Israel's Good Name

Archive for August, 2011|Monthly archive page

Kobi Peretz in Ma’alot

In Galilee, Israel on August 31, 2011 at 3:56 PM

Last night, Kobi Peretz, a Mizrachi pop star in Israel, came to grace us with song and music in an event sponsored by some government organization and arranged by the City Hall of Ma’alot. This event is timed to be the “End of the Summer” festivity, in particular, for all the school children returning to their studies. Held in a park at the first entrance of Ma’alot it is easily accessable for all residents of all the surrounding villages. As a flashback, last year there was a slightly different themed show in where there were local musical performances and a slew of stand-up comedians, many of them from Israel’s top comedy shows.


I arrived a little late as I had just come back from an Army meeting in Haifa but as soon as I went through security I knew I had not missed any of Kobi Peretz. Another singer, this one a winner of “Kochav Nolad” (“A Star is Born” – the Israeli equivilant to “American Idol”), was crooning away for the still assembling audience. People were buying pizza, popcorn, drinks and other snacks in preparation for the highlight of the night. Soon after, the “Kochav Nolad” star stepped down and a dignitary from the City Hall spoke and gave thanks to those bodies at work, trying to provide the citizens of Ma’alot, Tarshicha and the surrounding villages with a BOOM that would end the summer.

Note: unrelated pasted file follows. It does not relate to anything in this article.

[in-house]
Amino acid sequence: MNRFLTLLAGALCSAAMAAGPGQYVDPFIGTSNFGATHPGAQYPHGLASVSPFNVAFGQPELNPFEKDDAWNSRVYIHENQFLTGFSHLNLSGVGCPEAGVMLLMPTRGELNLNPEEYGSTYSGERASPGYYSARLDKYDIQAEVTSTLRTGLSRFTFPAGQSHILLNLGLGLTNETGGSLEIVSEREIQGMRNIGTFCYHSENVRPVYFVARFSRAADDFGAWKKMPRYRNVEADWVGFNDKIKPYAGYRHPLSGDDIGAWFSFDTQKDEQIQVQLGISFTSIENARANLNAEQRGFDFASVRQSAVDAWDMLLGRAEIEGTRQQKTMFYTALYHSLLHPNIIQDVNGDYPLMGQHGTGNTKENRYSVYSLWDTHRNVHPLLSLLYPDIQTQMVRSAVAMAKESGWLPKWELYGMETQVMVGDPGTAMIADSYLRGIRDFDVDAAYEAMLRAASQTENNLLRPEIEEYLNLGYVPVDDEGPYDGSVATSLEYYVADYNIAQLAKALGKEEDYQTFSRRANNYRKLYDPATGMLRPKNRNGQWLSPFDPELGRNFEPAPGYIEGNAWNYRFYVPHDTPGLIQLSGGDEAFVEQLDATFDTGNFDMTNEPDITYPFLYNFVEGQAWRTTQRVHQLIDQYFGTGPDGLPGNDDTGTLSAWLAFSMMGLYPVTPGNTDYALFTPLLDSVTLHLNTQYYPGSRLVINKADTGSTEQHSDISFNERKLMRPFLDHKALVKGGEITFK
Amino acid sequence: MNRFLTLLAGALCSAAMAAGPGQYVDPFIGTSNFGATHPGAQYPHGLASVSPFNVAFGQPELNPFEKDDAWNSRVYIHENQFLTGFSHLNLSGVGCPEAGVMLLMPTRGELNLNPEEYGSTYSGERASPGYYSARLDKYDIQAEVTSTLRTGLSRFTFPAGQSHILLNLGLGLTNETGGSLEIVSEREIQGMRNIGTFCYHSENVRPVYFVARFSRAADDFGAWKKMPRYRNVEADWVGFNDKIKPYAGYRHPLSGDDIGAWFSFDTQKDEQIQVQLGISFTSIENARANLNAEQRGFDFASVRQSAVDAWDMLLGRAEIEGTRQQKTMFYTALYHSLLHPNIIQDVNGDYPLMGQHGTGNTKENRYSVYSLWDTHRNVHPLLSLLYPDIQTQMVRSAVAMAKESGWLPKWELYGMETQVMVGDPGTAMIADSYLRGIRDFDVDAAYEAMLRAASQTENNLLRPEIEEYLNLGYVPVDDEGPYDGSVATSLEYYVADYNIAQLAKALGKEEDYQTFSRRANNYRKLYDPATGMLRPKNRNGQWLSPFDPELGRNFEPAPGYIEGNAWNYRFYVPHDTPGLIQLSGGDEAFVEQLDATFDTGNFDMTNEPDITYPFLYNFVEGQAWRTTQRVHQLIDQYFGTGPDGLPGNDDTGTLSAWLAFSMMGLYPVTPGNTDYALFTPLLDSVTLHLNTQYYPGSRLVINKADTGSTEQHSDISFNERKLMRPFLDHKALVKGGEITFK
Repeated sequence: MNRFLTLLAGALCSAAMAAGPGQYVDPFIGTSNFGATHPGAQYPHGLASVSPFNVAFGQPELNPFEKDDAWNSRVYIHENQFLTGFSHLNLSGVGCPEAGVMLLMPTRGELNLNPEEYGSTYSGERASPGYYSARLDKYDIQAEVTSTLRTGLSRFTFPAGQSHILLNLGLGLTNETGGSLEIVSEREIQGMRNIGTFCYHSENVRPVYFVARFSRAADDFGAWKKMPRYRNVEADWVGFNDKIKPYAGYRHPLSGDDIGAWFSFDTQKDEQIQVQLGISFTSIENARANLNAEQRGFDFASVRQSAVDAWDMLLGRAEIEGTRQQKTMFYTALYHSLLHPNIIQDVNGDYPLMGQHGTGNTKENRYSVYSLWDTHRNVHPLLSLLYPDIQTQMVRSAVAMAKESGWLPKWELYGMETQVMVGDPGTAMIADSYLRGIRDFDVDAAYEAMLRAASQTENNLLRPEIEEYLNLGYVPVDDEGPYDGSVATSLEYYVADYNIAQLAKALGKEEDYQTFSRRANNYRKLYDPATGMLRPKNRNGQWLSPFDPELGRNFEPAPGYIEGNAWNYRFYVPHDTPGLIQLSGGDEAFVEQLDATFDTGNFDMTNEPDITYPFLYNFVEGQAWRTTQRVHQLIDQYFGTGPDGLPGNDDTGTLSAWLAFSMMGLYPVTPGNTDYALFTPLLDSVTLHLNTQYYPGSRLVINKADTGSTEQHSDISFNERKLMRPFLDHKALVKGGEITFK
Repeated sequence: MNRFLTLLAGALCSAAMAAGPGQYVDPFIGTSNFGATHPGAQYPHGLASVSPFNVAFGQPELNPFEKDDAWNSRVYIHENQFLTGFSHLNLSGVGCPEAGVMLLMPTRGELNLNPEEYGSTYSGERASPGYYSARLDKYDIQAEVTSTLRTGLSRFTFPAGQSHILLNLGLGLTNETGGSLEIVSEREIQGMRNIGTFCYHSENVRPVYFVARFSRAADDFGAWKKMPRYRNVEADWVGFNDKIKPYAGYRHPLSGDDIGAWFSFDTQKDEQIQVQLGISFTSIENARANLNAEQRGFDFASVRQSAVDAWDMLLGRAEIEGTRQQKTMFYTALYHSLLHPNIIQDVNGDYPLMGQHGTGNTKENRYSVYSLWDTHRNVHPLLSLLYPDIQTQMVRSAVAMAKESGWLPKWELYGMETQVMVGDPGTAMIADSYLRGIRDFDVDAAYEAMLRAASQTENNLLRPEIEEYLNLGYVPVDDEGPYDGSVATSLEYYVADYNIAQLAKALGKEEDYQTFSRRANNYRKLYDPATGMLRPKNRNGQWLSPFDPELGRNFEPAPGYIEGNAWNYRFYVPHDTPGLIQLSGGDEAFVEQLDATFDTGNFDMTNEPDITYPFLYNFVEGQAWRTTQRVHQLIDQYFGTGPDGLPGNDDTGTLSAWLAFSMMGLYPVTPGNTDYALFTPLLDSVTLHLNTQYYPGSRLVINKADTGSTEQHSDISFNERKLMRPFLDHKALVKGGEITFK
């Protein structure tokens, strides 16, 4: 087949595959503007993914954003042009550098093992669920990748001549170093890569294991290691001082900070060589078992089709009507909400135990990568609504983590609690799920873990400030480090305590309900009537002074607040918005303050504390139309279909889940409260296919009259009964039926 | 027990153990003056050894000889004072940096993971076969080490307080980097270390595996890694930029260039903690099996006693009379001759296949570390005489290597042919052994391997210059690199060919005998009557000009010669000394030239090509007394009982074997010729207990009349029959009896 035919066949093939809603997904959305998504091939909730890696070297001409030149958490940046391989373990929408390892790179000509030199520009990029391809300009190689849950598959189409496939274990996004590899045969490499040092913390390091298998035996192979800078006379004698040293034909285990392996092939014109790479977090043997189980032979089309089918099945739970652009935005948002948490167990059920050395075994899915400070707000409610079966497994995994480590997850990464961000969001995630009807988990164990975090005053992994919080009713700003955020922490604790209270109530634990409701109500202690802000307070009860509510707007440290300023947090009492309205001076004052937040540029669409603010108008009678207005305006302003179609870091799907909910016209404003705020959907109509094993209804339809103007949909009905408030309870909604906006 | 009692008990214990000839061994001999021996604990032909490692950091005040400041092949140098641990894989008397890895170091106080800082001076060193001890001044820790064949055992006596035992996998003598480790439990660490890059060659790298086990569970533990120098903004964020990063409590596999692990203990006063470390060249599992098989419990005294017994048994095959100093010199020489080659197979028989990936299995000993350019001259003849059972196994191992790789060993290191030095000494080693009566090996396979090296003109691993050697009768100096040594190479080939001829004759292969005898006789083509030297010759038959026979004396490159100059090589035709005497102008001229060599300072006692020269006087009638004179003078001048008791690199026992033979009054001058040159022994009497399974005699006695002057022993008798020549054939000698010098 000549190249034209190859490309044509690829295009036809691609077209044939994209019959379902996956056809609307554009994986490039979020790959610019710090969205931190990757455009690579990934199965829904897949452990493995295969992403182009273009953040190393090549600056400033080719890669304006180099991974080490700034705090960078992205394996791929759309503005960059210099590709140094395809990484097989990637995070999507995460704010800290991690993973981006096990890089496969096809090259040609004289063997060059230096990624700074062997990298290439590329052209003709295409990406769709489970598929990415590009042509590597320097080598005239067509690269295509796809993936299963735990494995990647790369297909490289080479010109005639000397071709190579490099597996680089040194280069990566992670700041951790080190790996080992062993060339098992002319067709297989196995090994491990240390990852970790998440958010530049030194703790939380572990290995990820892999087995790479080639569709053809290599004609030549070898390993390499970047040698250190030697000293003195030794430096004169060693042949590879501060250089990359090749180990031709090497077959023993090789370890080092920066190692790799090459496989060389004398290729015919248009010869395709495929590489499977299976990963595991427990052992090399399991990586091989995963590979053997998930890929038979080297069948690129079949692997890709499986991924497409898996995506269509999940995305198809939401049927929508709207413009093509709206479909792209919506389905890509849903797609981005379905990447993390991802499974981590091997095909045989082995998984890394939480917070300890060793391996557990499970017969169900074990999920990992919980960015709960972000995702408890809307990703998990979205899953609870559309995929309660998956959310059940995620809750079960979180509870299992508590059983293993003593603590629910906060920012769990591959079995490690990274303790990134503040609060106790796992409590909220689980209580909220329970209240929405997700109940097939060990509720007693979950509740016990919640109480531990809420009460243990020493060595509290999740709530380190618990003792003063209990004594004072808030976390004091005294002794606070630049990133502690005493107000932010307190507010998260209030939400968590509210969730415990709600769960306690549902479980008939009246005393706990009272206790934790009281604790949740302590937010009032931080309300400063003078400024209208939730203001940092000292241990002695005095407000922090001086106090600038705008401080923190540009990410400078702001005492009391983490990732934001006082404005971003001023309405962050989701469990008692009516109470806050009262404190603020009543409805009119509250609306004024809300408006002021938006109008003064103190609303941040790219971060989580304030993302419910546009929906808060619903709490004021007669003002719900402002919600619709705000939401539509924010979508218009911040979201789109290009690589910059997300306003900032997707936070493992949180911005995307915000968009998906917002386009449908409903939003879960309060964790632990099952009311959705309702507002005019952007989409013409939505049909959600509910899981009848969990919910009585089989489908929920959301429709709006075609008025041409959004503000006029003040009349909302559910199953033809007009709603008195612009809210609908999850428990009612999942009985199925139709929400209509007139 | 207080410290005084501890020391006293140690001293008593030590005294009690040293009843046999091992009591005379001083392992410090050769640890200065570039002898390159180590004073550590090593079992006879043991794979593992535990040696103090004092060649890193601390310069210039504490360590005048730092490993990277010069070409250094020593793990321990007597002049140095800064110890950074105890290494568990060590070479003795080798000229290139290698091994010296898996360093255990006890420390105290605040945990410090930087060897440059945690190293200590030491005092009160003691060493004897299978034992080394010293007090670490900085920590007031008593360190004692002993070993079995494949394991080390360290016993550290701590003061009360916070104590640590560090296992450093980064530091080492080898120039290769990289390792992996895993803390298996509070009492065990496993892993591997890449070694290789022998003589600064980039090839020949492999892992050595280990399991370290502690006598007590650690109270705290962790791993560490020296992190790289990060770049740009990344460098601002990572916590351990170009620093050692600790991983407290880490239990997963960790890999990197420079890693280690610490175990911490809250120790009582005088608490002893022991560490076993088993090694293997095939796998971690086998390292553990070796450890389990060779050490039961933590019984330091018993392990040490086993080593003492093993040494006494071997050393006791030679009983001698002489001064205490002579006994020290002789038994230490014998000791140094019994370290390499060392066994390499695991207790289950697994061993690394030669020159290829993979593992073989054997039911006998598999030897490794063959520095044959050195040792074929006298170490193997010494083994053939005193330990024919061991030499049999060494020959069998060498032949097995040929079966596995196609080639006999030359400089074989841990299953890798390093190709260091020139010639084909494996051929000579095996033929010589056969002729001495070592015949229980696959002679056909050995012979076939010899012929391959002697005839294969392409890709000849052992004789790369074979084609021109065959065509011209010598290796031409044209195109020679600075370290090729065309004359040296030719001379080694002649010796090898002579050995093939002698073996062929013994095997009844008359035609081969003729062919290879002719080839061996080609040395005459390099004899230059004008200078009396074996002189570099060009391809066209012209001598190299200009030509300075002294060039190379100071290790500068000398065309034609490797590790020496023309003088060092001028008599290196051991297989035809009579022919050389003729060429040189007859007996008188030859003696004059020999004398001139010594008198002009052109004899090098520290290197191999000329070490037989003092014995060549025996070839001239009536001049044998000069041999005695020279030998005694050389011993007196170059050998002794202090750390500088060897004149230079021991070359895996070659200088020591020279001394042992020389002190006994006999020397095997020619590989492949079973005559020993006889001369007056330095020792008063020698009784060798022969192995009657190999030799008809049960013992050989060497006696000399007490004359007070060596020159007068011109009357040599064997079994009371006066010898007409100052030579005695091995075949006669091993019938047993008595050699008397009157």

Short speech by an official from the mayor's office

As soon as the formalities and introductions were cleared Kobi Peretz was announced. Blue lights and thick smoke obscured the musicians as they sat down and began the hype. A few minutes later Kobi Peretz’s silhouette could be seen through the smoke as he advanced on the myriads of excited youngsters. And then it began… the concert of Kobi Peretz.

Concert snapshot

The first song came and went, Kobi Peretz went from side to side giving high-fives and whatever else it is that singers do at the front row. He then announced that there was a unit in the crowd from the IAF (Israeli Air Force) and asked them to come onstage with him. They did so, quite happily if I might add.

Kobi Peretz onstage with a unit from the Air Force

The crowd of at least 1,000 strong went on and on, singing with Kobi Peretz and the soldiers as he passed the mic around to them.

A partial view of the crowd

The soldiers stayed onstage forever until one of the security details hinted for them to walk off. People gave them thumbs-up as they walked back to their seats, each of them a star for a moment. Of course, Kobi Peretz also did stuff with the citizen attendees, he held a baby onstage and donned a scarf from one of the world’s soccer teams (sports eludes me so I do not know which team it was). There was also two children/teens in wheelchairs so he made a special effort to excite them too. With one he went over and gave a blessing that she should be up and dancing soon to which hundreds of people said “Amen” to. The other Kobi went up to him and spoke words of encouragement and sang a song special for the handicapped child/teen. The following picture was taken right at the wheelchair with Kobi Peretz making merry in front of the boy.

Kobi Peretz breaking a sweat to please the crowd